During our time here our water has been turned off Tues thru Thurs. It has never been a big problem because we have storage tanks. However, there are times when it gets frustrating. Well, for the first time in a year and a half our water wasn’t turned off! Oh the blessings of flowing water! Especially because our pump to our front tank is broken so we have to bucket water into our back pump which can then pump water up to the tank in the house. It has been nice this week to not have to do it. However, it always gives you perspective. Many people have to walk miles to get their water, I just have to walk to the front of my house (and only once a week).

If He is able, and He loves us…

I have been sitting on this post for a long time, in the back of my mind, knowing I was going to write it.  It is probably the toughest one of this series, so I have been putting it off.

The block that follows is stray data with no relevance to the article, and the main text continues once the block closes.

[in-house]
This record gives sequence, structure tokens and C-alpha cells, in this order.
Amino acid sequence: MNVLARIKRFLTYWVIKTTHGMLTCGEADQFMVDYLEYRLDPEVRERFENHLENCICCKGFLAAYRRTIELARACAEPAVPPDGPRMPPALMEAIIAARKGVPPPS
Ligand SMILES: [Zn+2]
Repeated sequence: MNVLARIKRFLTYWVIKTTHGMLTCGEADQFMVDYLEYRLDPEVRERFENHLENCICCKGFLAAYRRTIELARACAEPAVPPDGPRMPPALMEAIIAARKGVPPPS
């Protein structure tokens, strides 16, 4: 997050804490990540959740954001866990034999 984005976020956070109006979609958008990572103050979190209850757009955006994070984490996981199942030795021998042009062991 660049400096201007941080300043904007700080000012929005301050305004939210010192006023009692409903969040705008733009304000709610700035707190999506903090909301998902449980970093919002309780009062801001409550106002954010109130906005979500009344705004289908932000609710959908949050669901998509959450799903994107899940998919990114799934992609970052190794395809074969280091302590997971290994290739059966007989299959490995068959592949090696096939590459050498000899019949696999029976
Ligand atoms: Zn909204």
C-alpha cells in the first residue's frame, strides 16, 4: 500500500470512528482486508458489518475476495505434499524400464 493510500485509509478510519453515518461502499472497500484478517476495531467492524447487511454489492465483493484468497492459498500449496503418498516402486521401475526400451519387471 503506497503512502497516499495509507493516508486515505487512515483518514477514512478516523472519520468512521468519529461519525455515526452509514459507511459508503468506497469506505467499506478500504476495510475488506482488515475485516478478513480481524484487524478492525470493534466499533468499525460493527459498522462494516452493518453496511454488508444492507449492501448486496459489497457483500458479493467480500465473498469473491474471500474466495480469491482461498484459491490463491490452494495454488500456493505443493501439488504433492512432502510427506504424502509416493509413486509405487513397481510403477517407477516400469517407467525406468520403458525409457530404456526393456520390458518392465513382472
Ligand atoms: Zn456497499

If you read the previous posts, you should no doubt believe God is able, and God loves you.  Those are simple but profound statements.  Putting them together brings a very difficult to accept conclusion.  It goes to the root of “what is evil,” but I want to leave most of that to the following post in this series.

God is not delinquent in bringing about His will.  He is not surprised.  He does not forget to act, He does not forget about you.  He is a purposeful God, with intentions that run the full length of history.  God is in control, He is able to take care of everything.  He loves us, beyond what we can comprehend.  He directs our lives in such a way as to get us to grow and to change into the men He wants us to be.  All the while we have a freewill, yet are unable to surprise Him by our choices.  He knows what lies before us.  He knows how hard it will be, and yet, He wants us to go through it.  I know there is a lot of nasty stuff going on in the world, I live close to a lot of it.  But that does not negate the reality of those two answers.  Doubting that takes us down the road of Job, and I do not want to have the “smack” brought down on me like that.